In societies with a limited degree of development and inequality -like ours- the emphasis that must be placed on these values of solidarity and mutual aid derives fundamentally from the need to find global and rapid solutions to the problem of the satisfaction of needs basic in extended social sectors, which is a necessary condition for the very existence of individual freedom. In the abovementioned, a series of critical annotations are implied regarding the approaches of several of the authors of the journal that we comment on. A certain one-sidedness is seen in them, as the main concern seems to be the affirmation of the freedom of economic initiative, leaving in second place the preoccupation with the freedom of thought, and the political and association freedom enough
Introduction: While freedom as a concept feels fairly intuitive, nuances in interpretation can change the basis of an argument. John Locke’s Second Treatise of Government and Alexis de Tocqueville’s Democracy in America do not define liberty in precisely the same way, which in turn guides two different visions in how a government should function. When examining a core concept in an argument, it is important to inquire to whether its treatment is adequate. Is either definition of liberty sufficient, and does either author’s envisioned government adequately address liberty in that system? This paper will argue that Locke’s definition of liberty remains in the literal sphere while Tocqueville’s is more conceptual, but neither Locke’s nor Tocqueville’s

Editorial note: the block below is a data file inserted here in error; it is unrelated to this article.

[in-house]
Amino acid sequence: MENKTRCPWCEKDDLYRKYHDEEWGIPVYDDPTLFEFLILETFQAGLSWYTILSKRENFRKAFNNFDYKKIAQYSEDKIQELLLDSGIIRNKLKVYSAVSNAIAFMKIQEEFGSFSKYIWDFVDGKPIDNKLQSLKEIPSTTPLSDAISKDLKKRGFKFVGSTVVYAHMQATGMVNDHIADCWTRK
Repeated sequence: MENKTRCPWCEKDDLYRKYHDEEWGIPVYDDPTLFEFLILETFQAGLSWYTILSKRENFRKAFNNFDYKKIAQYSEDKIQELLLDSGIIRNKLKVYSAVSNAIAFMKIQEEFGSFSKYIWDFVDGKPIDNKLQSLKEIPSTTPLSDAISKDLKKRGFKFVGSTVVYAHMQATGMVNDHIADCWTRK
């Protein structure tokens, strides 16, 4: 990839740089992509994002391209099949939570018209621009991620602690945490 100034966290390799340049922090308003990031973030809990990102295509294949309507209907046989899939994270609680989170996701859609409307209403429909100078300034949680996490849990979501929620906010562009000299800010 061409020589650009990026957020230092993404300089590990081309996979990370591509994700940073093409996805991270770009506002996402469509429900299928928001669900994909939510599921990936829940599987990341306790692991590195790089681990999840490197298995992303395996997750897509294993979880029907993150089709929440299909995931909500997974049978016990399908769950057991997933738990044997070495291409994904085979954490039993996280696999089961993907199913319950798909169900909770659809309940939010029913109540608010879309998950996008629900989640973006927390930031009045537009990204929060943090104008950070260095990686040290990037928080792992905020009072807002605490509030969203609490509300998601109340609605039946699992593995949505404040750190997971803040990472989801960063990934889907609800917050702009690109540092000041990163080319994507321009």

With their philosophic stance, it is first necessary to be clear about the fundamental nature of political reality. What are the key constituting ingredients of political life? Hobbes finds the great drive for self-preservation and the passions plus a calculating self-interest as chief factors. Locke finds natural equality and liberty plus the great rights. In both cases, the method is to go behind culture and civilization and to discover the original, natural, and basic parts that will form the whole.